It’s worth remembering that Britain is a relatively small country, so travelling to the many beautiful places is actually pretty easy. If you’re planning on visiting different areas of the UK there are a number of ways you can reach your destination in style.
If you’re looking to visit any of Britain’s major cities then travelling by train is a great option. Not only will you get from place to place swiftly, you’ll also get to view some spectacular British sights as you’re driven through. If you plan to do much travelling within Britain, invest in a rail pass. You can buy one before you arrive in the UK and a number of the schemes available cater to overseas visitors. If you’re looking for an alternative option, coaches cover a wide number of UK destinations and are cheaper than trains.
Car rental can be arranged at major airports, large train stations and city centre outlets. To get the best deals, do your research and book before you arrive in the UK. If you want to take the car rental experience to the next level, consider using a chauffeur service like Cars Exec — rent a driver along with a vehicle!
A chauffeur service will run airport transfers from Taunton or any of dozens of other cities, so both arriving and leaving your destination city is done in style.
You may prefer more leisurely forms of transport such as bike, narrowboat or horse. Sometimes there are unusual picturesque local options, like the rowing-boat ferry between Southwold and Walberswick on the Blyth Estuary. Larger car ferries travel to Britain’s islands and there is always the option of flying by plane from far southerly to far northerly destinations.
Urban public transport in Britain is efficient and can be fun. Fares are reasonable, especially compared to the expense of parking a car. Most of the larger cities have good bus services. London, Newcastle and Glasgow also have an underground system, while Edinburgh, Manchester and Nottingham have trams. Taxis are available at every train station and at ranks in city centers. The best way to see many cities is on foot, but whatever transport you opt for, try to avoid the rush hours from 8am to 9:30am and 5pm to 6:30pm.
Buses come in all shapes and sizes, with automatic doors and comfortable interiors. They include driver-operated double-deckers, smaller single-deckers that can weave through traffic more easily and, in London, the new Routemaster double-deckers with doors at front, center and rear and ‘conductors‘ as well as drivers to check tickets. The only London route on which the old, open-backed Routemaster buses are still used is Heritage route 15, between the Tower of London and Trafalgar Square via St Paul’s Cathedral.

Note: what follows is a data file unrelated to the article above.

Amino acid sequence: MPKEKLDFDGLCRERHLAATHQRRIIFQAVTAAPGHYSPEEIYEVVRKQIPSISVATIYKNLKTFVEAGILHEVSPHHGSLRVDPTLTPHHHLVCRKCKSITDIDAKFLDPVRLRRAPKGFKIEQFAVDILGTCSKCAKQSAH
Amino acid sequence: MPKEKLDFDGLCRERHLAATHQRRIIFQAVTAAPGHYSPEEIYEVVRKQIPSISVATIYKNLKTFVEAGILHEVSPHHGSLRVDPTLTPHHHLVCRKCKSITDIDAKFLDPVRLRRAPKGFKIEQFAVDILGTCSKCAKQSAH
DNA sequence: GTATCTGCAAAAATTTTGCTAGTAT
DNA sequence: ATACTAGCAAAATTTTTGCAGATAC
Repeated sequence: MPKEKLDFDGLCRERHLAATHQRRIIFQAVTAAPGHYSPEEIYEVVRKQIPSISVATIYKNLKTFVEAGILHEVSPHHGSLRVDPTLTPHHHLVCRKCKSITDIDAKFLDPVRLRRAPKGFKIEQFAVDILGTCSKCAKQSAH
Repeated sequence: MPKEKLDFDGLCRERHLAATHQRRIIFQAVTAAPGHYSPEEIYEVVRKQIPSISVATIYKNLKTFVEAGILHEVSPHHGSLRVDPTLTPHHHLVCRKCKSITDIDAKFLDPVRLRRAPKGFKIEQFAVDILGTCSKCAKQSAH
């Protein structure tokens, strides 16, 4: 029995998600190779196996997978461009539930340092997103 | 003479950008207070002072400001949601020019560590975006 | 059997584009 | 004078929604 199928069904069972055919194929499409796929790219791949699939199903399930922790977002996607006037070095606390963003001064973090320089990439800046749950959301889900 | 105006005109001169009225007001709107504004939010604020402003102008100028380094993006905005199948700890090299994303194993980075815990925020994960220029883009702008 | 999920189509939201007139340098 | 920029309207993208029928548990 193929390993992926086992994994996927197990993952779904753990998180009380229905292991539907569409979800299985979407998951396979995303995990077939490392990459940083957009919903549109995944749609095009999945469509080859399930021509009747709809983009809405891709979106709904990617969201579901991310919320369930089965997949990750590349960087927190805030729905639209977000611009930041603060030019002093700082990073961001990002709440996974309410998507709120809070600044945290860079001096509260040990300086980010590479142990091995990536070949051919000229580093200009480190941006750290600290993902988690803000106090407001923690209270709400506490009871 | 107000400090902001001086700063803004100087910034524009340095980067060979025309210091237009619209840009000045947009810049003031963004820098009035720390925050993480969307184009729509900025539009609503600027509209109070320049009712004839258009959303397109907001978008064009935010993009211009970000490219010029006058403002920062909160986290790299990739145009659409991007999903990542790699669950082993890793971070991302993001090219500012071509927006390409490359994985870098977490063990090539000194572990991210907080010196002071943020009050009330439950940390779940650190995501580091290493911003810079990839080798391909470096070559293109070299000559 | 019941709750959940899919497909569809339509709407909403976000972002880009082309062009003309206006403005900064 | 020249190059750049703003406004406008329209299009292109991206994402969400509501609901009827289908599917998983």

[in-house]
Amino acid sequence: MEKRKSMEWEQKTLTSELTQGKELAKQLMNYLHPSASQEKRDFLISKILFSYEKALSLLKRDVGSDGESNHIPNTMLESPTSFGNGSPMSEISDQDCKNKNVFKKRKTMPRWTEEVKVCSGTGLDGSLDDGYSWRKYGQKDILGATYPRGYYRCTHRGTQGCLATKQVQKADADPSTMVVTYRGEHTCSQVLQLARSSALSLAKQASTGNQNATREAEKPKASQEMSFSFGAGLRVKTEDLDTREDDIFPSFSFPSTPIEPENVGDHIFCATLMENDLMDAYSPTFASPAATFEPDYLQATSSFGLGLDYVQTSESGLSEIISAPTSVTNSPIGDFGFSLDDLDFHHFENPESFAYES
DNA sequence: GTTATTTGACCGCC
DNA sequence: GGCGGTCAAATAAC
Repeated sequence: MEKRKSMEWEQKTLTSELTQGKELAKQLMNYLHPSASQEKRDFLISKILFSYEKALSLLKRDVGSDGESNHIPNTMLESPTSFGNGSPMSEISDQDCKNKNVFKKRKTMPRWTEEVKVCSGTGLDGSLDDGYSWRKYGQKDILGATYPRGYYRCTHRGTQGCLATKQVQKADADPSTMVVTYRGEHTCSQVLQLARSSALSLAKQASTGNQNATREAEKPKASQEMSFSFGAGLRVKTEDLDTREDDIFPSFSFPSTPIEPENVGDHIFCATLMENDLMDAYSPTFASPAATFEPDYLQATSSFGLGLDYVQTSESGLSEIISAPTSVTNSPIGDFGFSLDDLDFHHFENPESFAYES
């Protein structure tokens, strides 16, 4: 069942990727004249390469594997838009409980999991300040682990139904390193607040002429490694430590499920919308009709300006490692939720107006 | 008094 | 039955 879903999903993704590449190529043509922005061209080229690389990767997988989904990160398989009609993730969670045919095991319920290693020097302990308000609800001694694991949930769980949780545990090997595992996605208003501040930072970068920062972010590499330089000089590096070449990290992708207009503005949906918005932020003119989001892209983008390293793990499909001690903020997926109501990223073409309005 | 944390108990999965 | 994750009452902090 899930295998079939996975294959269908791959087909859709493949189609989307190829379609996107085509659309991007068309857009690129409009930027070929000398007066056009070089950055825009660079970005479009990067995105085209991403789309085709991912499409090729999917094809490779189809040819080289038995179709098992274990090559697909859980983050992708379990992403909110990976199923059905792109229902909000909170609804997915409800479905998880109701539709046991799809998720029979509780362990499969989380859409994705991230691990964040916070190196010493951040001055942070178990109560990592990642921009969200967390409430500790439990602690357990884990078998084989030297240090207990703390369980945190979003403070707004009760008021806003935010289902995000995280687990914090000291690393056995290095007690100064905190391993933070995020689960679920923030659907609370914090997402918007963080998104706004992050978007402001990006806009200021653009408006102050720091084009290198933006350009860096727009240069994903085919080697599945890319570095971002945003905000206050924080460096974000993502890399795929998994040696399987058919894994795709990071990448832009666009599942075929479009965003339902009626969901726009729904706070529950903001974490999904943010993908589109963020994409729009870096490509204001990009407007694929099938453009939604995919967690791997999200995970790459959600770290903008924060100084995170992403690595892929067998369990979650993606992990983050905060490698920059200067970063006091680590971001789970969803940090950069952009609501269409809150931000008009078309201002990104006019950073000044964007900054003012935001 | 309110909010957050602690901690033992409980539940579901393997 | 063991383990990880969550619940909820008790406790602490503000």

In London you cannot pay with cash on city buses, although you can use a contactless credit or debit card (with a non-UK card this will incur extra charges). Instead, you touch an Oyster electronic card against a ticket reader as you enter, or show a travel pass to the driver or conductor. The best ticket options are a Visitor Oyster Card, charged with an amount of credit that diminishes each time you use it (but can be recharged) or, if you only use public transport for a day, a one-day Travelcard.
In most other cities you can still buy tickets from drivers when you board a bus, but large urban areas – the West Midlands, Greater Manchester – have their own regional travel cards valid on all public transport within their area, which are more economical than individual tickets. Details for each area are available from local tourist offices. Night services are provided in larger cities from about 11pm to 6am. In London, night buses are prefixed with the letter “N”, and most pass through Trafalgar Square.
If you want to board a bus, raise your arm as the bus approaches: to get off, ring the bell once before your stop. Destinations are shown on the front of buses. If you are not sure which stop you need, ask the driver or conductor to alert you and stay on the lower deck. Keep your card or ticket until the end of any journey, in case an inspector gets on board. They can impose an on-the-spot fine if you are without a valid ticket.
Driving in city centers is increasingly discouraged. London has a congestion charge – if you drive or park within the congestion zone from Monday to Friday (7am to 6pm), you will be charged a £11.50 fee to pay online before midnight that day. Not paying the charge will lead to a large fine. See Transport for London‘s website for more information. Other cities are considering similar steps to keep drivers out of the centers. Parking in city centers is also strictly controlled to prevent congestion.